E is for Extra

It’s that time of year in the vegetable garden. Now is the season of bounty in the squash patch. You know how it is – the zucchinis are being fruitful in a frightful way. There is more fresh produce than you can humanly eat. Or inhumanly, for that matter. The freezer is brimming with fresh-frozen vegetables for the winter.

Naturally, you want to share your bounty, the succulent fruits of your labours. You offer the extra zucchini, vegetable marrow, or spaghetti squash to your gardenless friends and neighbours.

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That’s when you get THE LOOK, closely followed by a sigh of martyrdom. If you are lucky, one among your friends, let’s call him Bob, will deign to take a single zucchini. His body language will speak volumes of the personal sacrifice he is making and the enormity of the favour he is bestowing.

Some time ago, I wearied of the squirming that people did when I offered produce from my garden. I accepted that most people do not understand the difference in freshness and flavour between store-bought and home-grown vegetables. I also reminded myself that normal people don’t eat their veg by the plateful. My new strategy is to state that my garden is producing and, if anyone wants anything, they have only to ask.

Ask? The silence from all, including Bob, has been deafening, and I have taken to recycling the extra squash on the compost heap.

Imagine my surprise when I heard that the Food Bank wanted fresh produce. The signs by their donation bins always request Non-Perishables.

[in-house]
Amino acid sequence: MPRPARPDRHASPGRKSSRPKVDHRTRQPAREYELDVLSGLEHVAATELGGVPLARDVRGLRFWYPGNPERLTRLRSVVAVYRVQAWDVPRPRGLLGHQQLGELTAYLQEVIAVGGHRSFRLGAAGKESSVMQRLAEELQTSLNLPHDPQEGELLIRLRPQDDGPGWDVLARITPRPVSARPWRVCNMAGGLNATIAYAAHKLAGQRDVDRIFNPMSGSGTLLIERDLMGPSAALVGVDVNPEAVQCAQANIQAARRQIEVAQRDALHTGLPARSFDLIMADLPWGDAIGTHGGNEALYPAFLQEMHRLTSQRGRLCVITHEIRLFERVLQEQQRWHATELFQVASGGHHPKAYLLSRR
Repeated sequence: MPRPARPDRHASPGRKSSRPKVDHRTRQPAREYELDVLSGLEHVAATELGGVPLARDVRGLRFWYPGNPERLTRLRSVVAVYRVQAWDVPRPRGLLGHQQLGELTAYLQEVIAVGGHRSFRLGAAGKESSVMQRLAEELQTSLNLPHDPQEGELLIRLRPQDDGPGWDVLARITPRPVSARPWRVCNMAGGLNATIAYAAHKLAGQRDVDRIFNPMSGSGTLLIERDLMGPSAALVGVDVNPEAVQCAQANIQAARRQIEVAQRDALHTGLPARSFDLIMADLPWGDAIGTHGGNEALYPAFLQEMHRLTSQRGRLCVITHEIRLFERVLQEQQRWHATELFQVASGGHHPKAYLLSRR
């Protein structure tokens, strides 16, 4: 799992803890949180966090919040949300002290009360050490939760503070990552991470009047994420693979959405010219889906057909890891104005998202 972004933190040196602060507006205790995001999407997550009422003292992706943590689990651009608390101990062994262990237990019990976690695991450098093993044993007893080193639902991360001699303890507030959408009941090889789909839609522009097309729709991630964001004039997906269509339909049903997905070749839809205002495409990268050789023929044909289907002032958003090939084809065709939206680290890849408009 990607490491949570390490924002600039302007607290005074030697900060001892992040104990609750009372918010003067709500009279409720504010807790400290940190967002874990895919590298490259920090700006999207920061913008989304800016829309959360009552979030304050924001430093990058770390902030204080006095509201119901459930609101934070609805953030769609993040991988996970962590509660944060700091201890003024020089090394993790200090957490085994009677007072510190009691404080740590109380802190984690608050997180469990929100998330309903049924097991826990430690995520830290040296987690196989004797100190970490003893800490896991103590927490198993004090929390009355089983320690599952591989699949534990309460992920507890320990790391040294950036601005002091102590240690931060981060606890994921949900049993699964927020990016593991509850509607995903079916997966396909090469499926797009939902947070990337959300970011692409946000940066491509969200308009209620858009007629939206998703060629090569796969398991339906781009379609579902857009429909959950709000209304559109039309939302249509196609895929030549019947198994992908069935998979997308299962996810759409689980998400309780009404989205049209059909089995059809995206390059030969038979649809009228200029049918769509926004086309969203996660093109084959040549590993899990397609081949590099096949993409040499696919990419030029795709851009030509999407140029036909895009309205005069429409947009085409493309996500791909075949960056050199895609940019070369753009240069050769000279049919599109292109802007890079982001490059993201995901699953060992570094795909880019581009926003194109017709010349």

First, I went to the website for the local food bank. Yes, one of their pages said they would take extra garden produce. Still, I was wary. Surely at this time of year, they would be buried under extra zucchinis. This year my spaghetti squash is going particularly insane, so it’s a good year for squash in our area. I picked up the phone and called the Food Bank.

“Um, I don’t know if you have too many already, but I have some extra squash in my garden,” I said. “You probably don’t want any, do you?

The fellow on the other end of the call said, “We would love any extra produce you might have.”

“Oh? Oh! OK,” was the best response I could muster.

I went into my garden and pulled out eight spaghetti squash, loaded them into the paniers of my bike and my daypack, and pedalled them across town to the food bank.

They were thrilled. The young man who helped me carry them into the food bank from my bike thanked me sincerely. A woman who had come into the food bank to help out spotted them being carried into the back room. Her eyes sparkled as she, too, thanked me.

Since then, I have taken in a second batch of six spaghetti squash and a bag of Swiss chard. Today, I will take in another load of squash. It turns out extra is not a dirty word. Who knew?

In case you worry that the compost is feeling lonely, neglected, and abandoned – fear not. There are plenty of weeds to be added to it and, any day now, I will do just that.

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E is also for elf, eel, and elk. Youngsters can discover this at my video, “Letter E and the Secret Window.”

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